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Publisher's Summary

Dostoevsky studied human nature with passion and precision. He plumbed the depths and never winced at what he found, even when it was beyond his understanding. This extraordinary novel is a recital of his findings, told in the story of four brothers: Dimitri, pleasure-seeking, impatient, unruly; Ivan, brilliant and morose; Alyosha, gentle, loving, honest; and the illegitimate Smerdyakov, sly, silent, cruel. What gives this story its dramatic grip is the part these brothers play in their father's murder.
©1987 Jimcin Recordings

What members say

Average Customer Ratings

Overall

  • 3.9 out of 5.0
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Performance

  • 3.9 out of 5.0
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Story

  • 4.3 out of 5.0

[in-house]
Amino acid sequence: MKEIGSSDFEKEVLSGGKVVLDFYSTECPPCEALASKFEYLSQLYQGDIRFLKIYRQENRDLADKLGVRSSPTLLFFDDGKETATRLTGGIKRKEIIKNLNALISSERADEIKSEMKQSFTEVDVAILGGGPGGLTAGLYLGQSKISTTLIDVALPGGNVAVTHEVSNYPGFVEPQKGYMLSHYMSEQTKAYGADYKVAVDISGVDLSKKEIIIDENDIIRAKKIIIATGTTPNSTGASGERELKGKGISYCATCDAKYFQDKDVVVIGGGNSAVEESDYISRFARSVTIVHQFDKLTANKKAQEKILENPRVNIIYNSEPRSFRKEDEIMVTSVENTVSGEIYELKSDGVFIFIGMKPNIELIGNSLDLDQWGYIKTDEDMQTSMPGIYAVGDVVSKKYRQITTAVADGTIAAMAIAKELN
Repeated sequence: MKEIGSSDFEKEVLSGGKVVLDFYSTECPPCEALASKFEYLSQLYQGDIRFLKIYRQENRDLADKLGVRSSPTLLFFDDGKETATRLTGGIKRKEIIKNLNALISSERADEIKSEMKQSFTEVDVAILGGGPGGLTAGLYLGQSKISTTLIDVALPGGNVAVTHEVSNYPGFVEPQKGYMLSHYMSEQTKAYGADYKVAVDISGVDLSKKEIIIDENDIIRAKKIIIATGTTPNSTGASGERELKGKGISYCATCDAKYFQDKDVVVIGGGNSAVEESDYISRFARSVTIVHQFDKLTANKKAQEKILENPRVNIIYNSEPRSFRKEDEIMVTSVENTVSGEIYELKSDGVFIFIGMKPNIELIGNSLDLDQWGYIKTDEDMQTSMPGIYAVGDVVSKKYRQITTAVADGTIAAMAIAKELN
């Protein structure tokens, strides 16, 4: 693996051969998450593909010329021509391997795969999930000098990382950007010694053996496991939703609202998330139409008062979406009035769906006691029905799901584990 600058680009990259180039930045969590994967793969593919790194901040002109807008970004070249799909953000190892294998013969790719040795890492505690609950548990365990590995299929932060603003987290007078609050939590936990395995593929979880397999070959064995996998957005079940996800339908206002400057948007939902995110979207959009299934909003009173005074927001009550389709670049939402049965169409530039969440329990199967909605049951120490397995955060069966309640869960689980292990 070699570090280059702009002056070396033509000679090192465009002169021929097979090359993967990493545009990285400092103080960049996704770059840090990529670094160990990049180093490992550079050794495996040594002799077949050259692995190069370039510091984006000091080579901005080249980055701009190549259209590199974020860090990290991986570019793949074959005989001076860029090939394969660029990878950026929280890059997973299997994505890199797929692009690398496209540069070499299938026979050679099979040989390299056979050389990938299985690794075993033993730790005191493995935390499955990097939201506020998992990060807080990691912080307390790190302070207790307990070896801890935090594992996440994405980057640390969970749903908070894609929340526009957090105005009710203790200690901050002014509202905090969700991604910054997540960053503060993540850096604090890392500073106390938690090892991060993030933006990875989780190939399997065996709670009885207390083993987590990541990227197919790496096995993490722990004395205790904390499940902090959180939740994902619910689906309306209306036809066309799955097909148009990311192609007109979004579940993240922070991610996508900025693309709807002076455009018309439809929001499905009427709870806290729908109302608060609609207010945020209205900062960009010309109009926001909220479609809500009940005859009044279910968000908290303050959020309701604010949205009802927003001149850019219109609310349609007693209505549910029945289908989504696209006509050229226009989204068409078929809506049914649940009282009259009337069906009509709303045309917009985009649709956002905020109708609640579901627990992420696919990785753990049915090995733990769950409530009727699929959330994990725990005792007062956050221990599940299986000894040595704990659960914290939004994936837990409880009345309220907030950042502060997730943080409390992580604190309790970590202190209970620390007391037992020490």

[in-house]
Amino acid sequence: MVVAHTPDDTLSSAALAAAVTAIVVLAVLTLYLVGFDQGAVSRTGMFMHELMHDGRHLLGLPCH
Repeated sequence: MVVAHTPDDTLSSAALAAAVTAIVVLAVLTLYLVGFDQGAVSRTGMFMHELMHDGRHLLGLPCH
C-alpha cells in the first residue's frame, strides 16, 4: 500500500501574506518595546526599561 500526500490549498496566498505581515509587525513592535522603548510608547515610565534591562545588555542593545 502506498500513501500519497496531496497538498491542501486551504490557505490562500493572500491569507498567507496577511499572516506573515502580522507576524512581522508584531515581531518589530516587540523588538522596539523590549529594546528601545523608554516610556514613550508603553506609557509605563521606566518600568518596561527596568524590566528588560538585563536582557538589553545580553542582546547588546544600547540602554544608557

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This book is one of the reasons I joined Audible!

I loved it! I have read this book a number of times and in different translation but it was great to listen to it while on the road.

25 of 25 people found this review helpful

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  • Glenn
  • Assonet, MA, USA
  • 02-07-08

Wonderful

This is one of those life-changing books that has a profound impact on all who read it. On one level it is the story of a murder in which the murdered man's sons share varying degrees of complicity. However, it also has a deeper level. It portrays the spiritual drama of the characters moral struggles between faith, doubt, reason, and free will. Wonderful story, though not exactly light reading. Walter Covell is one of my favorite readers and he did his usual excellent job. Five stars.

44 of 45 people found this review helpful

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I Tried Covell, Davidson, and Woolf

Any additional comments?